Consistory, or 32nd Degree jewels are worn by members of a Scottish Rite Valley who have obtained the 32nd Degree, called "Sublime Prince of the Royal Secret". In the United States, becoming a 32nd Degree Scottish Rite Mason entitles one to full privileges of the valley, such as voting and holding officer positions. Because of this, many pieces of Scottish Rite jewelry feature this symbol.
The degree was likely established in the mid 1700's.
The jewel is a Teutonic cross and often features the double-headed eagle. It often bears the name of the valley where the degree was conferred, or the name of the consistory that conferred it. Sometimes, the breast of the jewel features an inverted delta with the number "32".
This jewel features a gold Teutonic Cross with the numerals XXXII surrounded by a laurel wreath in the center and suspended from a white ribbon. The Teutonic Cross was probably adopted because the Grand Constitutions of 1786 were believed to be authored by the Prussian King, Frederick the Great, and the Teutonic Knights were the preeminent German order of knighthood. The laurel wreath is the ancient symbol of victory and triumph, and it is used throughout Scottish Rite Regalia. Here it can signify the triumph of attaining the Royal Secret.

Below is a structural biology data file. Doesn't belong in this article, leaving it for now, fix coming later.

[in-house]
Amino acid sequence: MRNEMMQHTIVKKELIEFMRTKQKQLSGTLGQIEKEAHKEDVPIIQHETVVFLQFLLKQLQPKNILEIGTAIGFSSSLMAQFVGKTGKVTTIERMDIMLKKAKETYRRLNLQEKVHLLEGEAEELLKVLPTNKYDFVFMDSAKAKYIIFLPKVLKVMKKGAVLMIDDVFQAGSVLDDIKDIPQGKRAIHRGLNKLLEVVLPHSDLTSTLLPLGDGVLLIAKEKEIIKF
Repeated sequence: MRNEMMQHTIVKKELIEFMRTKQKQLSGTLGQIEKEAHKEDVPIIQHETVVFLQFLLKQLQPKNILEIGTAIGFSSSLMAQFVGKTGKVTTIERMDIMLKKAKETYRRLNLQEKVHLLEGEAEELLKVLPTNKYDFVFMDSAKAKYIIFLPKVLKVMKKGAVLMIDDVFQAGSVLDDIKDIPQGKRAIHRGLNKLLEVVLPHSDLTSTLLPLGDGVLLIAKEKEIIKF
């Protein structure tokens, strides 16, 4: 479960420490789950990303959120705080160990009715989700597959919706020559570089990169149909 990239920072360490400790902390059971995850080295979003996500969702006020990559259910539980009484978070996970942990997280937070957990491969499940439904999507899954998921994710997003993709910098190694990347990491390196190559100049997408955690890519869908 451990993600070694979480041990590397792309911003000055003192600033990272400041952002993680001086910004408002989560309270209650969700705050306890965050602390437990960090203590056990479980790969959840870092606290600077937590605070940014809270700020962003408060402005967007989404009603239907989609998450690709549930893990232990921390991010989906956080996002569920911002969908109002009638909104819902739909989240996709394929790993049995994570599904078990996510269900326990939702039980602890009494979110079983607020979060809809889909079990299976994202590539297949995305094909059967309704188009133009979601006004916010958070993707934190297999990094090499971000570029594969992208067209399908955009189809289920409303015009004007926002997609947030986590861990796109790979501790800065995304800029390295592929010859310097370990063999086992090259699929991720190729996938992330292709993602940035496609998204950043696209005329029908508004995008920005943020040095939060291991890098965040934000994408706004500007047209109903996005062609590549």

Commander-in-Chief jewels in the Northern Masonic Jurisdiction are exactly like the ones above, but are often encircled in a wreath. Sometimes the words "Laus Deo" (Praise be to God) are appended. It usually capped with a duchal crown and suspended from a red-and-white ribbon, topped with a sword.
This jewel indicates a person has been elected the Commander-in-Chief of a Consistory. This indicates usually over a decade of commitment to the Scottish Rite and service to his local Scottish Rite Valley.